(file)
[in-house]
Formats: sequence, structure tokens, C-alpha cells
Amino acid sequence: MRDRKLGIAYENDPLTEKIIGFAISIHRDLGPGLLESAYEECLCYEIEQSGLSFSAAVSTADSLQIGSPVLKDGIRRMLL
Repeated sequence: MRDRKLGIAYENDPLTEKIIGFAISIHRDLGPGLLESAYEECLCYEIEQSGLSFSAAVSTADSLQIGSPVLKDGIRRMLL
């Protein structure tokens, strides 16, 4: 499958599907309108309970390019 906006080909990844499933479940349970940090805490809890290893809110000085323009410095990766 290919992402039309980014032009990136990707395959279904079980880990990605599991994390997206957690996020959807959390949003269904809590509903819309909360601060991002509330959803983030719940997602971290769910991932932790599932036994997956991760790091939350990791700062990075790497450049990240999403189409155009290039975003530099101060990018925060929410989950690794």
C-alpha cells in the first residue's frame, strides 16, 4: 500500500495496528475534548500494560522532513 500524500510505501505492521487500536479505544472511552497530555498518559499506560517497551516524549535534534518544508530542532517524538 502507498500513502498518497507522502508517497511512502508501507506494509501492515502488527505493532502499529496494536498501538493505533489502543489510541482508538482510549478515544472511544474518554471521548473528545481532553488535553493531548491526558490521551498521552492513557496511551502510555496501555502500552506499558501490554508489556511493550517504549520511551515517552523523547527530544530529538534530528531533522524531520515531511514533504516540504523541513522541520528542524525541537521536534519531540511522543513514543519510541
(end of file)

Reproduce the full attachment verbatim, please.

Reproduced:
[in-house]
Formats: sequence, structure tokens, C-alpha cells
Amino acid sequence: MRDRKLGIAYENDPLTEKIIGFAISIHRDLGPGLLESAYEECLCYEIEQSGLSFSAAVSTADSLQIGSPVLKDGIRRMLL
Repeated sequence: MRDRKLGIAYENDPLTEKIIGFAISIHRDLGPGLLESAYEECLCYEIEQSGLSFSAAVSTADSLQIGSPVLKDGIRRMLL
């Protein structure tokens, strides 16, 4: 499958599907309108309970390019 906006080909990844499933479940349970940090805490809890290893809110000085323009410095990766 290919992402039309980014032009990136990707395959279904079980880990990605599991994390997206957690996020959807959390949003269904809590509903819309909360601060991002509330959803983030719940997602971290769910991932932790599932036994997956991760790091939350990791700062990075790497450049990240999403189409155009290039975003530099101060990018925060929410989950690794």
C-alpha cells in the first residue's frame, strides 16, 4: 500500500495496528475534548500494560522532513 500524500510505501505492521487500536479505544472511552497530555498518559499506560517497551516524549535534534518544508530542532517524538 502507498500513502498518497507522502508517497511512502508501507506494509501492515502488527505493532502499529496494536498501538493505533489502543489510541482508538482510549478515544472511544474518554471521548473528545481532553488535553493531548491526558490521551498521552492513557496511551502510555496501555502500552506499558501490554508489556511493550517504549520511551515517552523523547527530544530529538534530528531533522524531520515531511514533504516540504523541513522541520528542524525541537521536534519531540511522543513514543519510541